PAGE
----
At StrategicAmpersand, we manage many social media programs for clients, as well as provide support to in-house teams. We’ve seen and discussed, a lot of social strategy. And there is one mistake that brands – B2B or B2C – make in their social media strategy that is often repeated.
Placing inexperienced staff, or interns, in charge of social media strategy.
Why is this a mistake? Aren’t younger staff millennials, born with a smartphone in hand?
Millennials are familiar with tools like Facebook, Twitter, Instagram and YouTube. They usually have their pulse on what is trending and how their peers are utilizing assets like web graphics and memes. In fact, they are great resources for new ideas and social media tactics. But that doesn’t mean they are experienced with how to leverage those platforms for your brand, or the appropriate messaging required to run your social strategy. Brands have to stop confusing familiarity with experience.
This is particularly true in the B2B space, where messages are more sophisticated and sales channels more complex. B2B social media requires a refined understanding of your business and how it operates, an understanding that generally isn’t found in junior or temporary (intern) staff.
Social media platforms are global, public vehicles for your brand messages, sales efforts and reputation. Significantly, these messages also reach an audience of millions – direct and unfiltered. Put another way, who does your brand usually place in charge of direct communications with your customers and prospects?
This is an important question to ask. The answer is likely not interns or juniors. Social media, just like PR, marketing and advertising, requires a level of skill, understanding and experience to be utilized effectively and responsibly.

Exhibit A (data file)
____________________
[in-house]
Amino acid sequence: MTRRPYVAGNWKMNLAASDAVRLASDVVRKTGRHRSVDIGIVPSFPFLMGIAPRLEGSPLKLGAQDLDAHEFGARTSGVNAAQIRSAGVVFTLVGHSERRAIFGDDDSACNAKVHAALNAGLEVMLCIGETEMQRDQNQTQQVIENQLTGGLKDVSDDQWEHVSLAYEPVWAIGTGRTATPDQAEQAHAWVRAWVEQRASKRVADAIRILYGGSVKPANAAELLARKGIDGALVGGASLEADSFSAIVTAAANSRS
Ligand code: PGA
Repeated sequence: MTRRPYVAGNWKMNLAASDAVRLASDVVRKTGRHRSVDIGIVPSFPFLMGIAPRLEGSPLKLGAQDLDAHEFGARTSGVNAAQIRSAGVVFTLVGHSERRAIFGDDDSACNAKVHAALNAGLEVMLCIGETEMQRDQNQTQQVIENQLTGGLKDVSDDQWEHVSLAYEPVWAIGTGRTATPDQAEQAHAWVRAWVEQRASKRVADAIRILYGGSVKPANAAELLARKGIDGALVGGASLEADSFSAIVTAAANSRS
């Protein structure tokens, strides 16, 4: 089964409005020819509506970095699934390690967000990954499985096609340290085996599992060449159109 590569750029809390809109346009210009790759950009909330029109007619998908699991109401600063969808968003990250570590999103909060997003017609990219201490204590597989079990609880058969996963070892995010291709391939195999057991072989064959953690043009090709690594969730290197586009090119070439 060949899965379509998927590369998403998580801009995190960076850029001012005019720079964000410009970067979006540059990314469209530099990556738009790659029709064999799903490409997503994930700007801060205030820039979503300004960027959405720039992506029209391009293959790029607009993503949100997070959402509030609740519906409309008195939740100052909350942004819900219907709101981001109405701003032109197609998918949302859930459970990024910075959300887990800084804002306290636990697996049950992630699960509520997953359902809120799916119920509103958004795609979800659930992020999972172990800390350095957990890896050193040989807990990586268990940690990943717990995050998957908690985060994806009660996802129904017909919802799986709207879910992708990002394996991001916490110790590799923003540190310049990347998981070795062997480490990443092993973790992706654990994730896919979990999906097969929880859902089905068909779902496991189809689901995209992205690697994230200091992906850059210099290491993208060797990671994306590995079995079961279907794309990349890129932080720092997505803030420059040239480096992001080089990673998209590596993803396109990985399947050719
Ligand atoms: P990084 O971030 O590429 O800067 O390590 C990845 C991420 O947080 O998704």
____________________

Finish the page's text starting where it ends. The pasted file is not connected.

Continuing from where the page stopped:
So how can your brand avoid this mistake? When deciding who should manage your social media program, ask these five questions:
1. Can they describe our products and services, their features and benefits and identify the needs of our customers and prospects?
2. Can they describe our competitive advantages?
3. Can they articulate our brand messages?
4. Is this person able to align social media to our business goals three-, six- and 12-months in the future?
5. Are they able to manage a crisis and execute a comprehensive communications plan?
Interview the folks you’ve entrusted your brand and social communications to. Ask these questions. See how adept they are at answering, as well as thinking on their feet, because they’ll need to be skilled at that as well. If the answer is no, or maybe to any of these questions, it’s time to reconsider who is executing your social media.
Social media is a long-term communications strategy, not a short-term campaign. Brands shouldn’t enter into it lightly or underestimate its potential to help – or harm – their business. Junior staff and interns should be a part of your social team, but social management and strategy should be left to experienced communicators with a deep understanding of your brand AND social best practices.
In this capacity, agencies can also complement in-house communicators in managing your social accounts. Agencies, especially PR and marketing shops, are experienced at handling multi-faceted projects. They are staffed with professional writers and communicators who are trained in how to properly use social media for branding. Agencies can scale immediately to handle a sudden social media success or crisis, and provide counsel on strategy. Often agencies have integrated digital and creative teams that can build assets such as infographics and video, giving in-house communicators more assets to leverage.
Do you agree that social media strategy is best left to experienced communicators? Please leave a comment below.